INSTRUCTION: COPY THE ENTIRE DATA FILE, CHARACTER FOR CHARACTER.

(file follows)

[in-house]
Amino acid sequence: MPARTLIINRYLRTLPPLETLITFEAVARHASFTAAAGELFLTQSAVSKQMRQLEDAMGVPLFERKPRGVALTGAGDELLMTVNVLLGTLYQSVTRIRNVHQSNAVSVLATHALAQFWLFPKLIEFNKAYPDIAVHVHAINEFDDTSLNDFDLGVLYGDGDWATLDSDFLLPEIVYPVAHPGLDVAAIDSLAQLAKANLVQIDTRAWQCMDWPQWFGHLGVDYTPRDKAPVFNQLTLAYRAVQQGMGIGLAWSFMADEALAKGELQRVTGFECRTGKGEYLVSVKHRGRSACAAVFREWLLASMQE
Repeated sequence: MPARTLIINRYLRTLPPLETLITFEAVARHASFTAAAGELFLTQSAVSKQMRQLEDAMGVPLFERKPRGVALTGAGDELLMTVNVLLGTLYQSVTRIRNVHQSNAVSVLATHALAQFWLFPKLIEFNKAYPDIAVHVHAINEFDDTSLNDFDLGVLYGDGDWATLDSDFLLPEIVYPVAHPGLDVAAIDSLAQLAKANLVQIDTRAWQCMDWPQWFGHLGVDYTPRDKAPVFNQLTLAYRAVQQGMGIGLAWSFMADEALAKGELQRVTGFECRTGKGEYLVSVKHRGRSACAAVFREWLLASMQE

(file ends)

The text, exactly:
[in-house]
Amino acid sequence: MPARTLIINRYLRTLPPLETLITFEAVARHASFTAAAGELFLTQSAVSKQMRQLEDAMGVPLFERKPRGVALTGAGDELLMTVNVLLGTLYQSVTRIRNVHQSNAVSVLATHALAQFWLFPKLIEFNKAYPDIAVHVHAINEFDDTSLNDFDLGVLYGDGDWATLDSDFLLPEIVYPVAHPGLDVAAIDSLAQLAKANLVQIDTRAWQCMDWPQWFGHLGVDYTPRDKAPVFNQLTLAYRAVQQGMGIGLAWSFMADEALAKGELQRVTGFECRTGKGEYLVSVKHRGRSACAAVFREWLLASMQE
Repeated sequence: MPARTLIINRYLRTLPPLETLITFEAVARHASFTAAAGELFLTQSAVSKQMRQLEDAMGVPLFERKPRGVALTGAGDELLMTVNVLLGTLYQSVTRIRNVHQSNAVSVLATHALAQFWLFPKLIEFNKAYPDIAVHVHAINEFDDTSLNDFDLGVLYGDGDWATLDSDFLLPEIVYPVAHPGLDVAAIDSLAQLAKANLVQIDTRAWQCMDWPQWFGHLGVDYTPRDKAPVFNQLTLAYRAVQQGMGIGLAWSFMADEALAKGELQRVTGFECRTGKGEYLVSVKHRGRSACAAVFREWLLASMQE